Bahaism claims to be the divine Revelation in this new cycle—a new Dispensation or Covenant. It disclaims being a new religion, affirming rather that it is a renewal of religion or religion renewed.
One writes: “The Revelation is not a new religion, but the very essence of God’s word as taught by Christ (and Moses and Mohammed), but not perceived by Christians at large” (nor by Jews nor Mohammedans).
Baha’ullah says: “Of the utterances of the prophets of the past we have taken the essence, and in the garment of brevity clothed it.” Abdul Baha says: “The same basis, which was laid by Christ and later on forgotten, has been renewed by Baha Ullah.” “All that is true in all religions will stand; by the new Dispensation, new spirit is infused into these teachings.”
Phelps says: “The body of doctrine which Bahaism teaches is not put forward in any sense or particular as new, but as a unification and synthesis of all other religions.” Of its system of morals the same is true. It is a restatement in unsystematic form of common ethics. It reiterates the second table of the Mosaic Law, and the New Testament principles of brotherly love and unity.
Yet in some of his addresses Abdul Baha names certain principles as new in the Bahai faith, such as universal peace, the unity of humanity, arbitration, compulsory education of both sexes, the harmony of science and religion, the evil of prejudice and fanaticism, need of investigating the truth, etc. Not one of these is new; not one owes its position in the world of thought or activity to the Bahai propaganda. But whether Bahaism claims to be new in its principles or disclaims it, in fact it is a new religion. The disavowals are, no doubt, made for the sake of obtaining easier access to the followers of the old religions, and are only a temporary expediency. In this they are simply following the example of Mohammed, who proclaimed his message to the people of Arabia as the religion of Abraham, and as the same as that of the Law and the Gospels. But it is evident that Bahaism is inconsistent with Christianity, as indeed with Islam. Bahais’ claims, if admitted, would lead to the superseding of Christianity. This will appear when I state its doctrines.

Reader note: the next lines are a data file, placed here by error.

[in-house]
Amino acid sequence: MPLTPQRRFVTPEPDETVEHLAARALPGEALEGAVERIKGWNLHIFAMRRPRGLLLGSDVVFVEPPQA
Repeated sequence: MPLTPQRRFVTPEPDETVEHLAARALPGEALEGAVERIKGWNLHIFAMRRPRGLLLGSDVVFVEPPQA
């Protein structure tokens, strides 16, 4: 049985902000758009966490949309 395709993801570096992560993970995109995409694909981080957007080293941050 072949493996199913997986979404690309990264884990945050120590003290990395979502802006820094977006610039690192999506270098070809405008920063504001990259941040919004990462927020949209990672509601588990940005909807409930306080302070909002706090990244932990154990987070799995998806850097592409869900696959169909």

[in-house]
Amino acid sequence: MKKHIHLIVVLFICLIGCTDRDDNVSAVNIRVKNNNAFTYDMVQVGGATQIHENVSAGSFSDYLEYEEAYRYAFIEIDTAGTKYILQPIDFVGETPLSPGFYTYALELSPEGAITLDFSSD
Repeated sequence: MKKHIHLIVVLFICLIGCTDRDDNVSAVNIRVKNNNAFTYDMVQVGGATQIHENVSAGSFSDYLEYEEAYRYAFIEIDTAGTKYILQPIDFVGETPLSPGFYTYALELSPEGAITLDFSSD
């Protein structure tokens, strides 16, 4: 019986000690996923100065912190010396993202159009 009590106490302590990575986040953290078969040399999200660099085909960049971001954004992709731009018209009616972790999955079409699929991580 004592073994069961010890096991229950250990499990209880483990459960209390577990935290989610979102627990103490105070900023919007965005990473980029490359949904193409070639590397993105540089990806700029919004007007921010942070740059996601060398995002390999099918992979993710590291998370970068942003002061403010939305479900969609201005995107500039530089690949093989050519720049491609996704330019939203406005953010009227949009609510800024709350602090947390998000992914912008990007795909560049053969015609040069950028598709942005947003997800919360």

The present attitude of Bahais in maintaining connection with Christian Churches and at the same time worshipping Baha and propagating Bahaism is one of intellectual stultification or of moral blindness. In the same way, in Moslem lands, Bahais conform to the externals of Islam. In the case of the latter the cause of this is often moral obliquity or fear; with deceived Christian brethren it is probably ignorance; by the Bahai propagandist it is allowed from astute policy. It is an intellectual impossibility for one to accept the teachings of Baha Ullah and to be his disciple and at the same time to be an intelligent disciple of our Lord Jesus Christ. The one excludes the other.
Bahaism is a distinct religion. It is not even a sect of Islam. It abrogates and annuls it. Professor Browne says: “As Christianity is a different religion from Judaism, and as Islam is distinct from Christianity, so Bahaism is a separate religion, distinct from Christianity or Islam.” It even superseded and abrogated Babism. The Bab has been relegated to the background, and put into the position of a John the Baptist. His book, the “Bayan,” is long ago neglected to such an extent that Professor Browne had difficulty in obtaining a copy in Persia. Remey says: “Babism fulfilled its purpose, and when this was accomplished in the appearance of Bahaullah, it, as such, ceased to exist.” Mirza Abul Fazl says: Babism “is not the same religion or creed as Bahaism.”